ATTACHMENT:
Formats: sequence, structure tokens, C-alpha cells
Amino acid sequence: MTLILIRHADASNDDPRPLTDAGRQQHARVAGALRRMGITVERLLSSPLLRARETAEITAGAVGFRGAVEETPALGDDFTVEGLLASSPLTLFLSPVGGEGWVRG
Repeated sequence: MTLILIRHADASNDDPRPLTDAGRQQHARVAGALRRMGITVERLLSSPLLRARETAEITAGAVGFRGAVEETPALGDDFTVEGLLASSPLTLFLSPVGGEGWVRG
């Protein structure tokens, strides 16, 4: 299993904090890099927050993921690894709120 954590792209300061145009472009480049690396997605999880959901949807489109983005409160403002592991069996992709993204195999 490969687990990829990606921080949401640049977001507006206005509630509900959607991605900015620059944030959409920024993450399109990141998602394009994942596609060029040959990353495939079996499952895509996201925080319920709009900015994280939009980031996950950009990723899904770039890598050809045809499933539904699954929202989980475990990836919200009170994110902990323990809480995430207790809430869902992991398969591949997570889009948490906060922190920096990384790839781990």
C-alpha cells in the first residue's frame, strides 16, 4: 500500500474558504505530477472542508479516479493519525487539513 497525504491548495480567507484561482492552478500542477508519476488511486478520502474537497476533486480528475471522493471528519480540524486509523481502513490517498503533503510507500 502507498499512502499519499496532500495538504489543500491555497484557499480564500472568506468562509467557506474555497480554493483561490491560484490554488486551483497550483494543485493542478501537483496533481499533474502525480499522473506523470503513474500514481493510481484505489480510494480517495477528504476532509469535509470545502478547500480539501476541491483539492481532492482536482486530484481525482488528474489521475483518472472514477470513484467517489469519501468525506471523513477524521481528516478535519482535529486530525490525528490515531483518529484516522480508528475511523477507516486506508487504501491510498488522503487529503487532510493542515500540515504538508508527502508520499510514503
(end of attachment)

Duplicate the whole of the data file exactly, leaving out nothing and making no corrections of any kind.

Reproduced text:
Formats: sequence, structure tokens, C-alpha cells
Amino acid sequence: MTLILIRHADASNDDPRPLTDAGRQQHARVAGALRRMGITVERLLSSPLLRARETAEITAGAVGFRGAVEETPALGDDFTVEGLLASSPLTLFLSPVGGEGWVRG
Repeated sequence: MTLILIRHADASNDDPRPLTDAGRQQHARVAGALRRMGITVERLLSSPLLRARETAEITAGAVGFRGAVEETPALGDDFTVEGLLASSPLTLFLSPVGGEGWVRG
């Protein structure tokens, strides 16, 4: 299993904090890099927050993921690894709120 954590792209300061145009472009480049690396997605999880959901949807489109983005409160403002592991069996992709993204195999 490969687990990829990606921080949401640049977001507006206005509630509900959607991605900015620059944030959409920024993450399109990141998602394009994942596609060029040959990353495939079996499952895509996201925080319920709009900015994280939009980031996950950009990723899904770039890598050809045809499933539904699954929202989980475990990836919200009170994110902990323990809480995430207790809430869902992991398969591949997570889009948490906060922190920096990384790839781990």
C-alpha cells in the first residue's frame, strides 16, 4: 500500500474558504505530477472542508479516479493519525487539513 497525504491548495480567507484561482492552478500542477508519476488511486478520502474537497476533486480528475471522493471528519480540524486509523481502513490517498503533503510507500 502507498499512502499519499496532500495538504489543500491555497484557499480564500472568506468562509467557506474555497480554493483561490491560484490554488486551483497550483494543485493542478501537483496533481499533474502525480499522473506523470503513474500514481493510481484505489480510494480517495477528504476532509469535509470545502478547500480539501476541491483539492481532492482536482486530484481525482488528474489521475483518472472514477470513484467517489469519501468525506471523513477524521481528516478535519482535529486530525490525528490515531483518529484516522480508528475511523477507516486506508487504501491510498488522503487529503487532510493542515500540515504538508508527502508520499510514503